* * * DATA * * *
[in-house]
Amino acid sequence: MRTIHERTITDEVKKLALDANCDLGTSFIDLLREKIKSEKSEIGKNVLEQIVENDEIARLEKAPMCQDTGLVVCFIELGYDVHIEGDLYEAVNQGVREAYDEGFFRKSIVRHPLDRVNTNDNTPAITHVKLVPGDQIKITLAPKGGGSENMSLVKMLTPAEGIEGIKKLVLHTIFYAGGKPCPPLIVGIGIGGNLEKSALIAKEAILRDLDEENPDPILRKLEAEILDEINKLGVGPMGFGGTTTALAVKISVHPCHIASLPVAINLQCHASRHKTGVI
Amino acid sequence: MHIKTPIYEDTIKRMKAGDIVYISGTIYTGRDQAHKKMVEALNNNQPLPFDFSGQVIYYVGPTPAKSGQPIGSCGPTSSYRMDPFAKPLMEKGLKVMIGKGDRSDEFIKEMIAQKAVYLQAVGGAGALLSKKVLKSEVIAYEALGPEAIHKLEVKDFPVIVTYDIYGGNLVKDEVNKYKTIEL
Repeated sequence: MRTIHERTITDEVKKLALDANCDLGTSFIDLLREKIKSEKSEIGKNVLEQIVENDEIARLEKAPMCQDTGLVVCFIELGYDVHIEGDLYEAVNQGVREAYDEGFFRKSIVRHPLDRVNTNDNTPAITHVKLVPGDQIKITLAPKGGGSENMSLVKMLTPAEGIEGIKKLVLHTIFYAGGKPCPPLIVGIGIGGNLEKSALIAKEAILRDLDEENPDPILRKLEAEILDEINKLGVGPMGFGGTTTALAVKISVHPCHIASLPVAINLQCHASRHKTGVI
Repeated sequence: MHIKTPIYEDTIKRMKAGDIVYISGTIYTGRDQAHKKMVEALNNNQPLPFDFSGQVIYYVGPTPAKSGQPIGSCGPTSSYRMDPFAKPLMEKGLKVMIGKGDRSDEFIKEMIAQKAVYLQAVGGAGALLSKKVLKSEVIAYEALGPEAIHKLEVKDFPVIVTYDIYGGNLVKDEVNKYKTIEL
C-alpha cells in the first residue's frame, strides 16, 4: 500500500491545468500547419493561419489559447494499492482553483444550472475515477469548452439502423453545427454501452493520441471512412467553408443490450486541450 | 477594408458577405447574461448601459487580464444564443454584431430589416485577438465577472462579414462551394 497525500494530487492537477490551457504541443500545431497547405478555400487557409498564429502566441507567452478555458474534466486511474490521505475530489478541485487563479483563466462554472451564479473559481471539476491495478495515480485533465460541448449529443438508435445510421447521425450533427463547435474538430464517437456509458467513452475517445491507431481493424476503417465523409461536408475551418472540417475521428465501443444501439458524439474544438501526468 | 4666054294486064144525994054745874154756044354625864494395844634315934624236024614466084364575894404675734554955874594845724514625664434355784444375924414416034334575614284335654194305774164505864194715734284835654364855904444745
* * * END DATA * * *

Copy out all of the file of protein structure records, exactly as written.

[in-house]
Amino acid sequence: MRTIHERTITDEVKKLALDANCDLGTSFIDLLREKIKSEKSEIGKNVLEQIVENDEIARLEKAPMCQDTGLVVCFIELGYDVHIEGDLYEAVNQGVREAYDEGFFRKSIVRHPLDRVNTNDNTPAITHVKLVPGDQIKITLAPKGGGSENMSLVKMLTPAEGIEGIKKLVLHTIFYAGGKPCPPLIVGIGIGGNLEKSALIAKEAILRDLDEENPDPILRKLEAEILDEINKLGVGPMGFGGTTTALAVKISVHPCHIASLPVAINLQCHASRHKTGVI
Amino acid sequence: MHIKTPIYEDTIKRMKAGDIVYISGTIYTGRDQAHKKMVEALNNNQPLPFDFSGQVIYYVGPTPAKSGQPIGSCGPTSSYRMDPFAKPLMEKGLKVMIGKGDRSDEFIKEMIAQKAVYLQAVGGAGALLSKKVLKSEVIAYEALGPEAIHKLEVKDFPVIVTYDIYGGNLVKDEVNKYKTIEL
Repeated sequence: MRTIHERTITDEVKKLALDANCDLGTSFIDLLREKIKSEKSEIGKNVLEQIVENDEIARLEKAPMCQDTGLVVCFIELGYDVHIEGDLYEAVNQGVREAYDEGFFRKSIVRHPLDRVNTNDNTPAITHVKLVPGDQIKITLAPKGGGSENMSLVKMLTPAEGIEGIKKLVLHTIFYAGGKPCPPLIVGIGIGGNLEKSALIAKEAILRDLDEENPDPILRKLEAEILDEINKLGVGPMGFGGTTTALAVKISVHPCHIASLPVAINLQCHASRHKTGVI
Repeated sequence: MHIKTPIYEDTIKRMKAGDIVYISGTIYTGRDQAHKKMVEALNNNQPLPFDFSGQVIYYVGPTPAKSGQPIGSCGPTSSYRMDPFAKPLMEKGLKVMIGKGDRSDEFIKEMIAQKAVYLQAVGGAGALLSKKVLKSEVIAYEALGPEAIHKLEVKDFPVIVTYDIYGGNLVKDEVNKYKTIEL
C-alpha cells in the first residue's frame, strides 16, 4: 500500500491545468500547419493561419489559447494499492482553483444550472475515477469548452439502423453545427454501452493520441471512412467553408443490450486541450 | 477594408458577405447574461448601459487580464444564443454584431430589416485577438465577472462579414462551394 497525500494530487492537477490551457504541443500545431497547405478555400487557409498564429502566441507567452478555458474534466486511474490521505475530489478541485487563479483563466462554472451564479473559481471539476491495478495515480485533465460541448449529443438508435445510421447521425450533427463547435474538430464517437456509458467513452475517445491507431481493424476503417465523409461536408475551418472540417475521428465501443444501439458524439474544438501526468 | 4666054294486064144525994054745874154756044354625864494395844634315934624236024614466084364575894404675734554955874594845724514625664434355784444375924414416034334575614284335654194305774164505864194715734284835654364855904444745